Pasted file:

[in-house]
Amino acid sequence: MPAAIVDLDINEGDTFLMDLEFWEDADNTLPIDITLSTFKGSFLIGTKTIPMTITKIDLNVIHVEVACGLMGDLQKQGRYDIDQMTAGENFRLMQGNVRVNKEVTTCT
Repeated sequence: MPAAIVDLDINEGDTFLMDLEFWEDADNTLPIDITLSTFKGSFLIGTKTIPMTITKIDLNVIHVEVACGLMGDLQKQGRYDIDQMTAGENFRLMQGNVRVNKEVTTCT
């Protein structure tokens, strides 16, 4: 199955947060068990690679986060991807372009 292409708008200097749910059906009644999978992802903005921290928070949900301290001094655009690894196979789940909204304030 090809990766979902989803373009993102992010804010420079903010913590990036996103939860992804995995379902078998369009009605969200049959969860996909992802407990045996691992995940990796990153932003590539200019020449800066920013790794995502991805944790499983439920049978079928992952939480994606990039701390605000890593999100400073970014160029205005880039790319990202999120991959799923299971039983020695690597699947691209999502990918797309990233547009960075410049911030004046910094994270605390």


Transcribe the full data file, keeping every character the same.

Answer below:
[in-house]
Amino acid sequence: MPAAIVDLDINEGDTFLMDLEFWEDADNTLPIDITLSTFKGSFLIGTKTIPMTITKIDLNVIHVEVACGLMGDLQKQGRYDIDQMTAGENFRLMQGNVRVNKEVTTCT
Repeated sequence: MPAAIVDLDINEGDTFLMDLEFWEDADNTLPIDITLSTFKGSFLIGTKTIPMTITKIDLNVIHVEVACGLMGDLQKQGRYDIDQMTAGENFRLMQGNVRVNKEVTTCT
């Protein structure tokens, strides 16, 4: 199955947060068990690679986060991807372009 292409708008200097749910059906009644999978992802903005921290928070949900301290001094655009690894196979789940909204304030 090809990766979902989803373009993102992010804010420079903010913590990036996103939860992804995995379902078998369009009605969200049959969860996909992802407990045996691992995940990796990153932003590539200019020449800066920013790794995502991805944790499983439920049978079928992952939480994606990039701390605000890593999100400073970014160029205005880039790319990202999120991959799923299971039983020695690597699947691209999502990918797309990233547009960075410049911030004046910094994270605390």